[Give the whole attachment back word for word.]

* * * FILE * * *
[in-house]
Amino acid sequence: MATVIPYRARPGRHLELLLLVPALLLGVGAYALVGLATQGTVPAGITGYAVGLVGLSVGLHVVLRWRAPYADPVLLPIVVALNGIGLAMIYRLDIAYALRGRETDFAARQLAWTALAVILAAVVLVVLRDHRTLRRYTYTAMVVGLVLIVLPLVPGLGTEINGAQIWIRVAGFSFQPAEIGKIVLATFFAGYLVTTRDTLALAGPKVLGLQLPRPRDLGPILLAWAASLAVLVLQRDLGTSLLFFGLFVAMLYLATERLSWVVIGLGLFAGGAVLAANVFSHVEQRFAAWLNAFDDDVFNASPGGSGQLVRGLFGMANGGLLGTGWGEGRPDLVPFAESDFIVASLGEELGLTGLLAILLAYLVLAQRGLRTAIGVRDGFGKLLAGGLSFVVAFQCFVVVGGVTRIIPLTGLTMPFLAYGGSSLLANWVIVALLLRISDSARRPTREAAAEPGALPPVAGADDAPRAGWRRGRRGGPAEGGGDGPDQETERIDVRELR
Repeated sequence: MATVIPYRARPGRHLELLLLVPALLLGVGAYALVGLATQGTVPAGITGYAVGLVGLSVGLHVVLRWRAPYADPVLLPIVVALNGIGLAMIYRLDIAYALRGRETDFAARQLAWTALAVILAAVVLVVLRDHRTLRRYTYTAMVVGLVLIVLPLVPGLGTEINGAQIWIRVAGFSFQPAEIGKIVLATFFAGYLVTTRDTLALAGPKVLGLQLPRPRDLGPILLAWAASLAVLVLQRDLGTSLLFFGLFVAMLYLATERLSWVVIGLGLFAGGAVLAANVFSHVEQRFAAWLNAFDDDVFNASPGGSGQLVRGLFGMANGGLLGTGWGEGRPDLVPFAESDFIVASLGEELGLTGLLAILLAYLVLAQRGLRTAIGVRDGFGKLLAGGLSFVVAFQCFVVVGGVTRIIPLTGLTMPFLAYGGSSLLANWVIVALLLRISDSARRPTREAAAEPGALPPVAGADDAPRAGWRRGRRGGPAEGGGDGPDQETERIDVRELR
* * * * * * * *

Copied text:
[in-house]
Amino acid sequence: MATVIPYRARPGRHLELLLLVPALLLGVGAYALVGLATQGTVPAGITGYAVGLVGLSVGLHVVLRWRAPYADPVLLPIVVALNGIGLAMIYRLDIAYALRGRETDFAARQLAWTALAVILAAVVLVVLRDHRTLRRYTYTAMVVGLVLIVLPLVPGLGTEINGAQIWIRVAGFSFQPAEIGKIVLATFFAGYLVTTRDTLALAGPKVLGLQLPRPRDLGPILLAWAASLAVLVLQRDLGTSLLFFGLFVAMLYLATERLSWVVIGLGLFAGGAVLAANVFSHVEQRFAAWLNAFDDDVFNASPGGSGQLVRGLFGMANGGLLGTGWGEGRPDLVPFAESDFIVASLGEELGLTGLLAILLAYLVLAQRGLRTAIGVRDGFGKLLAGGLSFVVAFQCFVVVGGVTRIIPLTGLTMPFLAYGGSSLLANWVIVALLLRISDSARRPTREAAAEPGALPPVAGADDAPRAGWRRGRRGGPAEGGGDGPDQETERIDVRELR
Repeated sequence: MATVIPYRARPGRHLELLLLVPALLLGVGAYALVGLATQGTVPAGITGYAVGLVGLSVGLHVVLRWRAPYADPVLLPIVVALNGIGLAMIYRLDIAYALRGRETDFAARQLAWTALAVILAAVVLVVLRDHRTLRRYTYTAMVVGLVLIVLPLVPGLGTEINGAQIWIRVAGFSFQPAEIGKIVLATFFAGYLVTTRDTLALAGPKVLGLQLPRPRDLGPILLAWAASLAVLVLQRDLGTSLLFFGLFVAMLYLATERLSWVVIGLGLFAGGAVLAANVFSHVEQRFAAWLNAFDDDVFNASPGGSGQLVRGLFGMANGGLLGTGWGEGRPDLVPFAESDFIVASLGEELGLTGLLAILLAYLVLAQRGLRTAIGVRDGFGKLLAGGLSFVVAFQCFVVVGGVTRIIPLTGLTMPFLAYGGSSLLANWVIVALLLRISDSARRPTREAAAEPGALPPVAGADDAPRAGWRRGRRGGPAEGGGDGPDQETERIDVRELR